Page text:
The Triangle’s three world-class universities and numerous colleges provide unparalleled access to lifelong learning and partnerships for business, education, research and citizens.
Higher Education is the cornerstone of the Research Triangle Region. Well over 100,000 students are enrolled in the area's colleges and universities. These institutions confer more than 20,000 degrees annually—a major contributor to the region's high performance workforce.
Duke University, in nearby Durham, has an enrollment of approximately 15,000 students with more than half pursuing advanced degrees. Medicine, Law, Engineering, Business and Divinity are some of the university’s most recognized and renowned areas of study. Duke allots over $950 million to research and development.
North Carolina State University, located in Raleigh, is home to more than 34,000 students from all 50 states and more than 100 countries. A land grant institution known for its focus on applied research, NC State University is an impressive generator of new technologies, successful startups and rock-solid employees. The university is the nation’s 3rd largest recipient of industry-sponsored research among public universities without a medical school.
For a quick, but comprehensive overview of NC State -- including rankings, financials and research -- see the NC State At A Glance fact sheet.
The University of North Carolina – Chapel Hill, founded in 1789, has the honor of being the first public university in the nation. More than 220 years later, Carolina is home to almost 30,000 students and for the first time ever eclipsed the $800 million mark in research grants and contracts. The Schools of Medicine, Business and Law are consistently ranked among the nation’s elite.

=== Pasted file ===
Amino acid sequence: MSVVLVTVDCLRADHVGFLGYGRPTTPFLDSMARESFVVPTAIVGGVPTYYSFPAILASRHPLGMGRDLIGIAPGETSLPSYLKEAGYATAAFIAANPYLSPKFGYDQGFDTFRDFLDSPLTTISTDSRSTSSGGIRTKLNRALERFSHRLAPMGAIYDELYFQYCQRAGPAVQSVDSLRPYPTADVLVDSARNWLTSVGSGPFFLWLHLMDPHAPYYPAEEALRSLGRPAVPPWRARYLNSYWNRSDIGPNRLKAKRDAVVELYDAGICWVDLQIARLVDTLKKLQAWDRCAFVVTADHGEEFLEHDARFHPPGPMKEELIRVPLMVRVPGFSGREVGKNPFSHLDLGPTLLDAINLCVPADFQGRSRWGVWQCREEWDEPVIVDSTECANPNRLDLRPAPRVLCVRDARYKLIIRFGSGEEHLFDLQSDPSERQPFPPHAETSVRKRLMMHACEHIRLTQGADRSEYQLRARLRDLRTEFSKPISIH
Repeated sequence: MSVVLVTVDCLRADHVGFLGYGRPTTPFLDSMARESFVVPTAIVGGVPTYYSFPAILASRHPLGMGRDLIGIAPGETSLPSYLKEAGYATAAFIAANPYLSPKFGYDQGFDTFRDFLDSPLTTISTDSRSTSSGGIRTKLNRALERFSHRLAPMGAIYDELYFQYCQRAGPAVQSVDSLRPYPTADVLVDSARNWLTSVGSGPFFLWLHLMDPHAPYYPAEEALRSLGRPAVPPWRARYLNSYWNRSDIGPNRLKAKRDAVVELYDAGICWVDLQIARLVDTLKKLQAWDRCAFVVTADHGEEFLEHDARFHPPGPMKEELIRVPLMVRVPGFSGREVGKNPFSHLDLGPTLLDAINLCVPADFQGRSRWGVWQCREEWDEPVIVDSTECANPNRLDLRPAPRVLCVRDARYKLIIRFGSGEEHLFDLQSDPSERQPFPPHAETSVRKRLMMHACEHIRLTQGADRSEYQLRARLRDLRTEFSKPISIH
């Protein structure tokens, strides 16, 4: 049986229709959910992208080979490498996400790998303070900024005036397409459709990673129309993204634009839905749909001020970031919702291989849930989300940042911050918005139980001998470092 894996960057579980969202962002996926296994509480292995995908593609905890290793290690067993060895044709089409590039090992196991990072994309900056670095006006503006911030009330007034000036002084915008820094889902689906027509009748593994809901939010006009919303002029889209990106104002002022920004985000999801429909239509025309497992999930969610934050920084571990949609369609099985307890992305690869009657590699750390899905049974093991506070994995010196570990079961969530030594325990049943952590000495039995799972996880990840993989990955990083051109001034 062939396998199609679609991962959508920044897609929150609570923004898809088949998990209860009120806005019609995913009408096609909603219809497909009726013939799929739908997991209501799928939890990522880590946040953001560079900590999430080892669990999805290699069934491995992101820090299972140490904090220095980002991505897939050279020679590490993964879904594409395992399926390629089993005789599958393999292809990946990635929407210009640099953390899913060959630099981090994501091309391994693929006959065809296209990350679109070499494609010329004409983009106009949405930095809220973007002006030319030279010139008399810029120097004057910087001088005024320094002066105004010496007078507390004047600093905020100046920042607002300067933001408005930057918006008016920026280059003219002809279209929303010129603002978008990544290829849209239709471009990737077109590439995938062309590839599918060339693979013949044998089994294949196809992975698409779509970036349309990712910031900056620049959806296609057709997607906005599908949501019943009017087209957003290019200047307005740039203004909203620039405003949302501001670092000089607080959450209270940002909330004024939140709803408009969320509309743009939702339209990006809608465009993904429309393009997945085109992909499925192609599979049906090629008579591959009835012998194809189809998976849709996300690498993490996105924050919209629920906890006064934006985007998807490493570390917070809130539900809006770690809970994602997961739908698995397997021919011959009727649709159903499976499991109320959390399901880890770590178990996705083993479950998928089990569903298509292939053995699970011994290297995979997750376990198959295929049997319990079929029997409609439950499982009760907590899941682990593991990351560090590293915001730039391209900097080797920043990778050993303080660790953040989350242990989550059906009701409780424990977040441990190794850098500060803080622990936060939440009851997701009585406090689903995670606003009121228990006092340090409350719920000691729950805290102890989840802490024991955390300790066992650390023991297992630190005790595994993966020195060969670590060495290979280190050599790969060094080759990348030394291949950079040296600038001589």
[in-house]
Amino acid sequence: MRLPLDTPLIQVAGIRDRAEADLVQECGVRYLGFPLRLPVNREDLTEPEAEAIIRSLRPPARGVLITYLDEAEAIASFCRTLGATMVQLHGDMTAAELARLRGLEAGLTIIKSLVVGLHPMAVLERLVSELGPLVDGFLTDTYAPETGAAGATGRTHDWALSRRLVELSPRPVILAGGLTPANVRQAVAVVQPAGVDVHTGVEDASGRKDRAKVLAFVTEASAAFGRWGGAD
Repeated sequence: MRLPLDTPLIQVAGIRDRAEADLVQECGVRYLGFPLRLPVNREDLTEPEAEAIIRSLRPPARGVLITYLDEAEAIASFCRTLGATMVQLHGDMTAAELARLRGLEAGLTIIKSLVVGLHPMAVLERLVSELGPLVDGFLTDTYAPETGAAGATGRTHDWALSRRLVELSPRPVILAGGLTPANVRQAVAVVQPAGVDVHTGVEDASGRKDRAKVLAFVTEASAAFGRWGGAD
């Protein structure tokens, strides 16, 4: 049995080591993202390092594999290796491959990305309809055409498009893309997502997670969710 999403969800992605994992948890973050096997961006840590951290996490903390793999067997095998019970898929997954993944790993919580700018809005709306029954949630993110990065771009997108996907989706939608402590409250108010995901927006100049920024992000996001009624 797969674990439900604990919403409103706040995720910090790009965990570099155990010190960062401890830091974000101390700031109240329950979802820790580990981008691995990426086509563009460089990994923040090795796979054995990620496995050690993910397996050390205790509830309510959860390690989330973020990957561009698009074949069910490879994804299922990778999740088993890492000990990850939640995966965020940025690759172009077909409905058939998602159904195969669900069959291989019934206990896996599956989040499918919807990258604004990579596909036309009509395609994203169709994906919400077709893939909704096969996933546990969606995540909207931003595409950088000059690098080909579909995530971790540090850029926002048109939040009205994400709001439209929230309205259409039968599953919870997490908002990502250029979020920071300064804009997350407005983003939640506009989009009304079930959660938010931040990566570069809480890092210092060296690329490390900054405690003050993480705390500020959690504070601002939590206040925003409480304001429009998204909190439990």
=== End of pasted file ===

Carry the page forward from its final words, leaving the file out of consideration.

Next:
Colleges and Universities
Campbell University, located in Buies Creek, NC, has transformed itself into one of the region's finest universities. Campbell, which has an enrollment of almost 10,000 students, offers a range of undergraduate and graduate programs. It's School of Law is located in downtown Raleigh, and has a new School of Osteopathic Medicine.
Meredith College is an independent private women’s college located in West Raleigh. At 2,100 students, Meredith is the largest women’s college in the Southeast.
North Carolina Central University in Durham was the nation’s first public liberal arts college founded for African-Americans. Home to more than 8,600 students, Central has significantly expanded its research efforts with programs like the Biomanufacturing Research Institute and Technology Enterprise (BRITE) leading the way.
St. Augustine’s College, founded in 1867, is a historically black college located 10 blocks east of the State Capitol. Annual enrollment is roughly 1,500 students.
Shaw University is a historically black private liberal arts institution located in downtown Raleigh. Established in 1865, Shaw has an annual enrollment of approximately 2,700 students.
William Peace University is a 154-year old institution located just north of downtown Raleigh. WPU enrolls 700 students each year with a student to faculty ratio of 15:1.
Southeastern Baptist Theological Seminary and The College at Southeastern are located in Wake Forest, North Carolina and have a combined total of over 3,400 students. The seminary was founded in 1950 and is an institution of higher learning and a Cooperative Program ministry of the Southern Baptist Convention (SBC). The College at Southeastern began in 1994 as an undergraduate school of Southeastern Baptist Theological Seminary.
The Open Education Database provides information on every college in the state of North Carolina, along with news, stats, costs and other great resources. Visit their page here.